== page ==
My fieldwork location was Druridge Bay located on the coastline of Northumberland in the North-East of England which has a Psammosere ecosystem. This is a suitable location because it was in close proximity to my school in Newcastle. This made travel costs affordable as we used the school mini bus and avoided expensive private hire costs. This location was suitable because it had a well developed system of dunes that allowed us to study the aspects of dune morphology and vegetation diversity that we were interested in. It also allowed us insight into the way that humans interact with and impact on the system of dunes as it is a well used location with many accessible footpaths and roads. This allowed us to gather evidence about not only the physical processes and features which we expected to be present but also the ways that humans cause erosion and trampling and what impact this has.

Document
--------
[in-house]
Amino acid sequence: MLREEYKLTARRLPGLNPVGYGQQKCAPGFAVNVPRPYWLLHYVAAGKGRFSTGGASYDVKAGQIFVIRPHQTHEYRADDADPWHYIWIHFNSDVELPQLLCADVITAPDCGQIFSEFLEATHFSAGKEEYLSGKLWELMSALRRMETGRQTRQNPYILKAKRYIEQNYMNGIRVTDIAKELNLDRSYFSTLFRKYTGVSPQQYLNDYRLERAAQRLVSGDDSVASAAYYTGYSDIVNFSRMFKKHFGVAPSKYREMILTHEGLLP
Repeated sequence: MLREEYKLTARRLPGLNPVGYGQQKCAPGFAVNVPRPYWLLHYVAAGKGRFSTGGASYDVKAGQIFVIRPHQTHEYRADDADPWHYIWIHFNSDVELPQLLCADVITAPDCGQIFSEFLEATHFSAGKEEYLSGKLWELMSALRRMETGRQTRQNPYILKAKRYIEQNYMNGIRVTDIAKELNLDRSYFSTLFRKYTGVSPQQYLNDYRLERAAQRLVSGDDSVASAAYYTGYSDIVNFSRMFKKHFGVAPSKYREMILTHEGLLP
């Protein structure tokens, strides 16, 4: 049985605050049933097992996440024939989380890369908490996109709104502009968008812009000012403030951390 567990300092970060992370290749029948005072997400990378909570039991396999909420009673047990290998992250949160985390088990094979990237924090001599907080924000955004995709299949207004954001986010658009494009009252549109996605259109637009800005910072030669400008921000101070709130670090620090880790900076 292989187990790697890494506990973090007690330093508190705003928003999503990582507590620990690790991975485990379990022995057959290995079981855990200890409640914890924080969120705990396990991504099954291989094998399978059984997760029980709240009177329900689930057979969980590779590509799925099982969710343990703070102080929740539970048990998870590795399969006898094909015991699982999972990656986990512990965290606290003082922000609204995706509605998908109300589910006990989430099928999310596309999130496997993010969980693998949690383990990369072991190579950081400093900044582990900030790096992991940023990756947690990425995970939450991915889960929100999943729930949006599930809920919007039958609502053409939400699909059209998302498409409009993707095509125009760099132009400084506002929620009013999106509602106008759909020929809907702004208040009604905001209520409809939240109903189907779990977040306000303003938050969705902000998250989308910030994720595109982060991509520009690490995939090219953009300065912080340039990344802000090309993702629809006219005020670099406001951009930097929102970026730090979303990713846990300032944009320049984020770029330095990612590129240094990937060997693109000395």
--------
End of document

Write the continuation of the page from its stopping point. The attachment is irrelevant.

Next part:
In order to carry out my fieldwork investigation safely, I had to respond to a number of risks. For example, as the location was close to the sea and exposed to the elements, there was a degree of risk related to the weather conditions on the day we visited. In order to manage this risk we took appropriate clothing and food etc to ensure that the elements did not pose a risk to our health. In addition, the unfamiliar terrain of the dunes was steep and difficult to walk on in places. It would have been easy to suffer injuries from falls etc, especially when carrying equipment such as ranging poles. In order to manage this we wore appropriate footwear to help with grip and balance and we also were careful to carry equipment in such a way to minimise hazards. For example, ranging poles were carried with the spike pointing at the ground at all time Also getting lost to manage this we conducted regular head counts, agreed on a meeting place of the car park in case individuals did get lost and informed the ranger of Druridge Bay that we were working on the sand dunes on the day of our fieldwork.